Jimmy the world of the gods and the ancient myths is as real and as
immediate as everyday life in the townland of Baile Beag.

A thought flashed through my head – there are aspects of that description
that evoke Edward de Vere!

In the opening lines Manus encourages Sarah to try and say her name. ‘Come on, Sarah. This is our secret. Nobody’s listening. Nobody hears you.’ Jimmy in the background interjects with his opening line – in Greek: ‘Ton d’emeibet epeita thea glaukopis Athene …’ The appendix at the back, which came with the original play script, translates this as ‘But the grey-eyed goddess Athene then replied to him’ and indicates that it is from Chapter XIII of Homer’s Odyssey. Eventually Sarah manages to say a complete sentence: ‘My name is Sarah.’ Manus is delighted and says, ‘soon you’ll be telling me all the secrets that have been in that head of yours all these years’.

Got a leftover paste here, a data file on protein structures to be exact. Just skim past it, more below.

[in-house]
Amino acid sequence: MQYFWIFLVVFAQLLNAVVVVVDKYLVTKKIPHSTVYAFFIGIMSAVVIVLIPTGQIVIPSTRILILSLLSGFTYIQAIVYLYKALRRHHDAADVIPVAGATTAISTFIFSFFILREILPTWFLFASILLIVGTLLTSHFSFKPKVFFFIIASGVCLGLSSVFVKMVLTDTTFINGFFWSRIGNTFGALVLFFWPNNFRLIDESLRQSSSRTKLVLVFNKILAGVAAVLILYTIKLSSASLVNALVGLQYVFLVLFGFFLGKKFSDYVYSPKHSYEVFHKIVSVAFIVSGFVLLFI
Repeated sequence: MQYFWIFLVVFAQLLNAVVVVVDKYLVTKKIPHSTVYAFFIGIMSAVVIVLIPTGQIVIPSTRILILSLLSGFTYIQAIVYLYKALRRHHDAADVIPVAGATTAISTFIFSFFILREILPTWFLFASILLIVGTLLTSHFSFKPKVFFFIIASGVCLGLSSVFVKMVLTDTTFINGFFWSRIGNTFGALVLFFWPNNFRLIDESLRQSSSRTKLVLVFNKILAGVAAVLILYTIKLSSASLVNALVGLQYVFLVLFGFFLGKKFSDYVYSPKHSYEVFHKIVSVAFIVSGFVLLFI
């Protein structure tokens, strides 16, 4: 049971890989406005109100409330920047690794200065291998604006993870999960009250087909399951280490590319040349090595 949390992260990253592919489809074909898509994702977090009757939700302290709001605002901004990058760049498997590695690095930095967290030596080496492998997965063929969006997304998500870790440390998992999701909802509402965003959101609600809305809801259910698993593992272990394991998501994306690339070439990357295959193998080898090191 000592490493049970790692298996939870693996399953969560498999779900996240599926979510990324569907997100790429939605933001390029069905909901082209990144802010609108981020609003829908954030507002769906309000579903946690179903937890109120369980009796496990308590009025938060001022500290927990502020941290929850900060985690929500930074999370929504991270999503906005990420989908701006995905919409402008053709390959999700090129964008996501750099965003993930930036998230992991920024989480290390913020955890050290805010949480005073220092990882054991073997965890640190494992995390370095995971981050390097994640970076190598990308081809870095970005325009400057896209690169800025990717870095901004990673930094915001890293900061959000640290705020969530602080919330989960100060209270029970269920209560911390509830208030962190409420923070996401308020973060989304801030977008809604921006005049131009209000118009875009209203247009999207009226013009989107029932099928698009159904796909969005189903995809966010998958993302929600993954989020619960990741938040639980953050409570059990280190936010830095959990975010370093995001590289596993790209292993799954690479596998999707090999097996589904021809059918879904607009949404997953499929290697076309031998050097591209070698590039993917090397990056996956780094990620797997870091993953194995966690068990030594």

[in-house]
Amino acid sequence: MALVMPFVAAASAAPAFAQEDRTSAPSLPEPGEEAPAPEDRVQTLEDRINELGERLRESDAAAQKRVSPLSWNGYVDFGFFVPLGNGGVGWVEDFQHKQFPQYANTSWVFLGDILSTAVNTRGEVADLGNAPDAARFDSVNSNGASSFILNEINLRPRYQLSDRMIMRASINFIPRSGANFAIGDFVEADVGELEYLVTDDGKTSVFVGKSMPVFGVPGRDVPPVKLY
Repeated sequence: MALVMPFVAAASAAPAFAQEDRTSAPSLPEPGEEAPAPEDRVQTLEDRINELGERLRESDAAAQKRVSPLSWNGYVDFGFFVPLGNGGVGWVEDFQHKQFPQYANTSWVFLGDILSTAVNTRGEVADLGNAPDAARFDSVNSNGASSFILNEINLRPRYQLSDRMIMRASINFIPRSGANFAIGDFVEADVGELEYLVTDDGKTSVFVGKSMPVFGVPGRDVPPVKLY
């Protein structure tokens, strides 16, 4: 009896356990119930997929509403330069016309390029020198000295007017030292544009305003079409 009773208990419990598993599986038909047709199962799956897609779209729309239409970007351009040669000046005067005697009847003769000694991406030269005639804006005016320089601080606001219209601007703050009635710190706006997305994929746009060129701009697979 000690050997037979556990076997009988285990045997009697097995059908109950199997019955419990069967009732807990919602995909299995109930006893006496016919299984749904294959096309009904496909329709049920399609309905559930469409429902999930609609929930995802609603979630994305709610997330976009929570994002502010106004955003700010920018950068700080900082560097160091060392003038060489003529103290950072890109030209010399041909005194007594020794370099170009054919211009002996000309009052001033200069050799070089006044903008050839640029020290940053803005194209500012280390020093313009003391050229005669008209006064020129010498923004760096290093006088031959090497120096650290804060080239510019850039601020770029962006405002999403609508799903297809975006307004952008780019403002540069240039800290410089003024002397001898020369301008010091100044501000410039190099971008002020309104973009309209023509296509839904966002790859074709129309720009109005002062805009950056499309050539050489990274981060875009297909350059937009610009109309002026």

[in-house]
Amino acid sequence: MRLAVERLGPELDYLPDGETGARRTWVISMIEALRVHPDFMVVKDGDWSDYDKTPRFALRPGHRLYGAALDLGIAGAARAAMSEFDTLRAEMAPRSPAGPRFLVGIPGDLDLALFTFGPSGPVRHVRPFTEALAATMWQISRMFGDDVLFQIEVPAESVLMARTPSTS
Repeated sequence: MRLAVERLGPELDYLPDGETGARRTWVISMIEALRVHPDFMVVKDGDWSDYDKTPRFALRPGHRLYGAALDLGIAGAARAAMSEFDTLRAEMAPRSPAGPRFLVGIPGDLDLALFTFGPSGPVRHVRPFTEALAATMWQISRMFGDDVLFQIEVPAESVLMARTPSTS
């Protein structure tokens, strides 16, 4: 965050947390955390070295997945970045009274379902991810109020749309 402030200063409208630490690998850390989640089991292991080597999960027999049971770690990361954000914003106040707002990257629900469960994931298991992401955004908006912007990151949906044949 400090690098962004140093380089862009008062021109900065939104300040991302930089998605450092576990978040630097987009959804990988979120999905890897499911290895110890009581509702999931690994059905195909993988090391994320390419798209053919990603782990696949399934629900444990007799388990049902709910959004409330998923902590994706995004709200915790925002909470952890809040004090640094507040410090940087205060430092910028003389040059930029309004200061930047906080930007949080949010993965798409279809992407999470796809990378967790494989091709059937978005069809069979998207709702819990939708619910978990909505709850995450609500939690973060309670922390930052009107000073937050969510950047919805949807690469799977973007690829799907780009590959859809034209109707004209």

Jimmy continues apace reading from Odyssey. He quotes another excerpt from Chapter XIII, this time presented in the play in English, wherein Athena disguises Ulysses in order that no one will recognise him: ‘She dimmed his two eyes that were so beautiful and clothed him in a vile ragged cloak begrimed with filthy smoke … And about him she cast the great skin of a filthy hind …’ Jimmy then asks the others, ‘You know what they call her?’ to which Manus replies, ‘Glaukopis Athene’.10 ‘That’s it!’ says Jimmy, ‘The flashing eyed Athene’.

At the mention of ‘flashing eyed’ something within me stirred as I recalled Gabriel Harvey’s Latin address to de Vere in 1578 with the famous line often translated into English as ‘Thine eyes flash fire, thy countenance shakes a spear’.11